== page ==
Whenever I get letters that are glaringly “this sounds less like magick and more like mental illness”, I regularly suggest getting help and diagnosis if they don’t have one. Yes, mental health care is terrible all around the world, I can’t think of one place where it is awesome (the United States certainly weighs close to the bottom of the list for me), and it gets even worse when race is applied*** but it is important to get on top of it somehow so the disorder does not atrophy. This can even mean doing your own research, like I did. I already knew I had depression, OCD and PTSD so I knew what to rule out in my experiences (for example, I knew that nightmares and quickness of breath were not instances of metaphysical occurrences, just my anxiety and PTSD acting up). I didn’t know about the DID, though, so that was inaccurately attributed. Now that I do, it helps me rule out what is and what isn’t. It is also why I tell everyone to research as much as they can about their practices as well because if you know what sounds like a metaphysical occurrence, that also means you know what doesn’t and that can be a pretty ample clue.

I’m not irritated that I get these letters but it is concerning that it’s growing a little in volume so I think it’s a good topic to pen.

 

 

*Note I’m calling it “possible psychosis” and not outright “schizophrenia”.  A) I’m not a psych doctor, I just research a lot B ) The person is not physically here to make such a call C) Psychosis can be a range of disorders, which can include Schizophrenia but it could also be something else under the same umbrella.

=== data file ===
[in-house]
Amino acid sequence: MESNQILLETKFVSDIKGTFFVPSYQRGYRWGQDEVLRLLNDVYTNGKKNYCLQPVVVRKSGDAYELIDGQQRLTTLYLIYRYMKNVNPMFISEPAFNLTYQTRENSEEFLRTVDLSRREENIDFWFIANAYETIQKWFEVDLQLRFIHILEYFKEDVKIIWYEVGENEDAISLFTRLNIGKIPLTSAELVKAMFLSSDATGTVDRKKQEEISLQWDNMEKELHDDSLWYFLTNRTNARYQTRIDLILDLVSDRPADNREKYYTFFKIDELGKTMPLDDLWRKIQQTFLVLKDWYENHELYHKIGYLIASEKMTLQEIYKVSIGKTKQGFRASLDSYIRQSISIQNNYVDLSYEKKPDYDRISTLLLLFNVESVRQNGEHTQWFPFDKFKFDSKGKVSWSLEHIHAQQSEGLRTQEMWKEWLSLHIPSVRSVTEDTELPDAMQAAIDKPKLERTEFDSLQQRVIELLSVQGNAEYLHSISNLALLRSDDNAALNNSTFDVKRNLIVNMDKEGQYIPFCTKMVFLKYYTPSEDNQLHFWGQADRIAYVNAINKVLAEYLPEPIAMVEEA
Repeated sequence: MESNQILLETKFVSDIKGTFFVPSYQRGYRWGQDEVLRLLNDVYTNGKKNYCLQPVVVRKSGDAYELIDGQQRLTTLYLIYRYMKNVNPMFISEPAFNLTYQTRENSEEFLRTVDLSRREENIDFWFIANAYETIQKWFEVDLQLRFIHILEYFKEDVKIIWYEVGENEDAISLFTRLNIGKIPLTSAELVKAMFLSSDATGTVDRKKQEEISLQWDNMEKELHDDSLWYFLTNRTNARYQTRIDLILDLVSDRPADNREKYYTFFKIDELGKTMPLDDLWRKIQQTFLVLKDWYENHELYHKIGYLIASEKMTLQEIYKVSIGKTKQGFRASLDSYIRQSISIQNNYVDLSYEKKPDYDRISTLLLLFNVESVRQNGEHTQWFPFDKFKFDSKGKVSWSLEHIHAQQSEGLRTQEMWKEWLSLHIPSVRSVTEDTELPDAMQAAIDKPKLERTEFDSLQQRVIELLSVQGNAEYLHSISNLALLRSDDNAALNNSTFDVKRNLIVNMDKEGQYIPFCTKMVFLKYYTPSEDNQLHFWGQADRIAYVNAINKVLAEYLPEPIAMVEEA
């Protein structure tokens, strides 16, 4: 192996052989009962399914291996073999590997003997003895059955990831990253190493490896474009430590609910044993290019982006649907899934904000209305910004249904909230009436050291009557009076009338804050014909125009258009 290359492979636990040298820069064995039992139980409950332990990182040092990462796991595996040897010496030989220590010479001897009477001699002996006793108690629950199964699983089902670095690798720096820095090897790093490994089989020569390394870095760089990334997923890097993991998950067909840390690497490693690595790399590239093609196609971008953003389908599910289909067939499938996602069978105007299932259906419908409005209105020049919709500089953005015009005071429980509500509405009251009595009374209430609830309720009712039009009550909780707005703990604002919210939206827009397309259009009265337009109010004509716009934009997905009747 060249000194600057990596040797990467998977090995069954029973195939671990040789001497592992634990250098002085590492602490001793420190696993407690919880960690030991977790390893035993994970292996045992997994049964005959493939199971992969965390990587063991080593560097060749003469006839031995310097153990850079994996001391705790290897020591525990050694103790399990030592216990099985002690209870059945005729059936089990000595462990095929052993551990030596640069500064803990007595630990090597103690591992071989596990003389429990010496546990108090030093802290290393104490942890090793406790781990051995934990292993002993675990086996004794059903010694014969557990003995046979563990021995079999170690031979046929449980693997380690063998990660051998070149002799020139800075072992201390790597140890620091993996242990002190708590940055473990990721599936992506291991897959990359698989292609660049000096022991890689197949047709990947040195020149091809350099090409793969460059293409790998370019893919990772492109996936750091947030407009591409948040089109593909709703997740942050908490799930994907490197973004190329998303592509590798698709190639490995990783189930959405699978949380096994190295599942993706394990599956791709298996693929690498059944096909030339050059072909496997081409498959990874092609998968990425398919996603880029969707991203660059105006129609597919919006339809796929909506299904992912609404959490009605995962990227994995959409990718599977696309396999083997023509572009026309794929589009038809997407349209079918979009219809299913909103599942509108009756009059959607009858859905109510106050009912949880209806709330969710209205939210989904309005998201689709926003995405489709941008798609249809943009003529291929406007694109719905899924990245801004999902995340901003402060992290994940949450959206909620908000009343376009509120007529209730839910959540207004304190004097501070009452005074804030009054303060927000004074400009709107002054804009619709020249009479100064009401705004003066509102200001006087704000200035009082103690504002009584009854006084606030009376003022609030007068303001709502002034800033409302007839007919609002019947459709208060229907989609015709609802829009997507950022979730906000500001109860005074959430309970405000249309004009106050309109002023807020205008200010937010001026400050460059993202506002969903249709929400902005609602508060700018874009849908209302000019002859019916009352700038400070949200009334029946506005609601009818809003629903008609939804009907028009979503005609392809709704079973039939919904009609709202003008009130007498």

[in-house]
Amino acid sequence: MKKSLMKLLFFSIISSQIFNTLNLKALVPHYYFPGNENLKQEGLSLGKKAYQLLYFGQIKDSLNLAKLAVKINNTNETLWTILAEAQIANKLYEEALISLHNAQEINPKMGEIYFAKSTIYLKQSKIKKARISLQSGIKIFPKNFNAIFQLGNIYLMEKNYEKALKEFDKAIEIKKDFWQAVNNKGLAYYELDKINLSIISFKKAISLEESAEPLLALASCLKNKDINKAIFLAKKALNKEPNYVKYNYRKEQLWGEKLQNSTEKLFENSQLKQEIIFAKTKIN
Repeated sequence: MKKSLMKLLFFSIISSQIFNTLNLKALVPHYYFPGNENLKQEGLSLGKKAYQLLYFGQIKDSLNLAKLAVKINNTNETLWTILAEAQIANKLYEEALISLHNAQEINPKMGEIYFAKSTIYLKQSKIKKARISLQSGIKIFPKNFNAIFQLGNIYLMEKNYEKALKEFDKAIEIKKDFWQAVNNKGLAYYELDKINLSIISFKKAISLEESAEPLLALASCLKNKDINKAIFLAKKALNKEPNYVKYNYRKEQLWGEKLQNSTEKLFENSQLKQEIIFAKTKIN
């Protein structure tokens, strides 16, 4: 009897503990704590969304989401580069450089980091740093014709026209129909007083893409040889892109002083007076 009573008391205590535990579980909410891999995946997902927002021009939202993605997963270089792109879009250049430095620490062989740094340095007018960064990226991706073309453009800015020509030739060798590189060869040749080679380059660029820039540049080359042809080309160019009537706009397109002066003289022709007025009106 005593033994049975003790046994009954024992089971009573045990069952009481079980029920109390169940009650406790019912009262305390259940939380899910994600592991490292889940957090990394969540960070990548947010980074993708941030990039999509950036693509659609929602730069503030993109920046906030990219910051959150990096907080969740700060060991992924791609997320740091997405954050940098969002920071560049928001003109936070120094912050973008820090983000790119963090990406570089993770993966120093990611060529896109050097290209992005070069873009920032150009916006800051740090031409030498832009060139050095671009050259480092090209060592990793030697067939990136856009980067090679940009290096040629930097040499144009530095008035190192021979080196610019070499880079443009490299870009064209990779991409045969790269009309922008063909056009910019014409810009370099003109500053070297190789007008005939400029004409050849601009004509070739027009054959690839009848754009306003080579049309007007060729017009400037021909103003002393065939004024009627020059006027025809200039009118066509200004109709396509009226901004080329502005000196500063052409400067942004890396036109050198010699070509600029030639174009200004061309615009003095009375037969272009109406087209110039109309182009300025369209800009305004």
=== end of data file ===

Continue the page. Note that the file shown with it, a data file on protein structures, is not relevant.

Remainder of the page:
** “Clairaudience” is the hearing version of “Clairvoyance”. Remember, this is a blog about magick and even psionics, for any confused new-comers.

*** I’ve met many not-smart doctors who couldn’t see past their own biases and try to misdiagnose me because they didn’t understand A) what Paganism is B ) how Black people work and C) the DSM-5 has more than five disorders in there for a reason – so I nearly was slated as some version of schizophrenic or bipolar until I argued them into the ground about why they wanted to ignore the glaring fact I have memory problems related to trauma and that my “delusions” have grounds of reality – such as “cops are homicidal and unchecked, racism literally harms my life”. I’m a Black person, that’s not a delusion. This is a major result of the psych field being waaaaaaay too White and myopic – and none too interested in fixing that beyond lip service.